COLIN SPEIKER: We’ve got like seven or eight big accounts that are over 5,000 followers and continuing to grow. And then we’re trying to bring up the other half with hiring and some compensation strategies for our interns.

LASSITER: Out of all of the OneBuzz pages, OneBuzzMinnesota has the largest follower count: a whopping 16,000. That’s more followers than even the main OneBuzz account.

Speiker said getting the brand off the ground at the start was hard work. He and his business partners would try to drive up engagement by posting multiple times a day on each account, following people from each university, responding to comments, and posting polls and other content on their stories.

SPEIKER: I remember being on Christmas vacation in Scottsdale, Arizona, and just working, like posting four times a day. We wanted to really get as much content out there as possible. 

Once they started to pick up traction, we got a few viral videos. The algorithm really is starting to take care of us now, and you’ve got to pay the price up front if you want to see growth on the long, on the backside. So I think we did a pretty good job of that.

LASSITER: Speiker said OneBuzzMinnesota wants to differentiate itself from Barstool and other similar brands by taking social media engagement off the app.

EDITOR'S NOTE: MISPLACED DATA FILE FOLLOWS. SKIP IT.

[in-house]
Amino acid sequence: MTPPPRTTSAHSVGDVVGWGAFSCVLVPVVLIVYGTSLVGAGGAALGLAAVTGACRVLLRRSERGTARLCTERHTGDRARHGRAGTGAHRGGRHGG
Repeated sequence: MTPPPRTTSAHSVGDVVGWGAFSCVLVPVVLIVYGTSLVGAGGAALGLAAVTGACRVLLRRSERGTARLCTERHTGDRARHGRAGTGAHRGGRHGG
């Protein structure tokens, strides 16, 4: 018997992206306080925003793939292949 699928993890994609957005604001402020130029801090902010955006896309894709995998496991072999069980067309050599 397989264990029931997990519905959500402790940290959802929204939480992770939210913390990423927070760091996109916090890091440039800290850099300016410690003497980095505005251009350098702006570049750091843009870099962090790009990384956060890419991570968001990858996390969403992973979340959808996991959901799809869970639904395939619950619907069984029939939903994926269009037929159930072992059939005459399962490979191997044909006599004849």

He said he and his buddies are planning on holding in-person campus events that would be unique to each university, hosting bar crawls, and reaching out to concert and event spaces to host other events under the OneBuzz name.

SPEIKER: I think a lot of Instagram pages are just, “oh, we’re an Instagram page and we’ll do some paid promo for like some side income.” We see this as something bigger than that, and we want to make it real. We want to bring it in-person and start a movement.

LASSITER: As the brand grows, Speiker said he could see it turning into a recognizable, nationwide brand like Barstool or LineLeap.

SPEIKER: It’s the fact that we’re a small company, we can take a lot more risks than them, like you would never see Barstool putting on a bar crawl just because of all the liability and the legal stuff.

We’re young. We’re just getting started. We can take a lot of risks to really get our name out there. I think next semester you’re going to see us a lot more on campus. 

LASSITER: While OneBuzzMinnesota is just getting started, activity on FarstoolGophs will be winding down as both of its admins wrap up their senior years at the University and graduate this spring. Gold said even after they stop posting regular content, they plan to leave the account up as an archive of their time at the U of M.

GOLD: I think we both feel too like protective over it to give it to someone else. And also there’s just a lot of people that talk to us in the DMs, that it would be weird to be like, “okay, here’s a random person logging in and seeing all your stuff that you’ve talked to us about for the past two years.” And then we might face reveal, and that might be our final hurrah.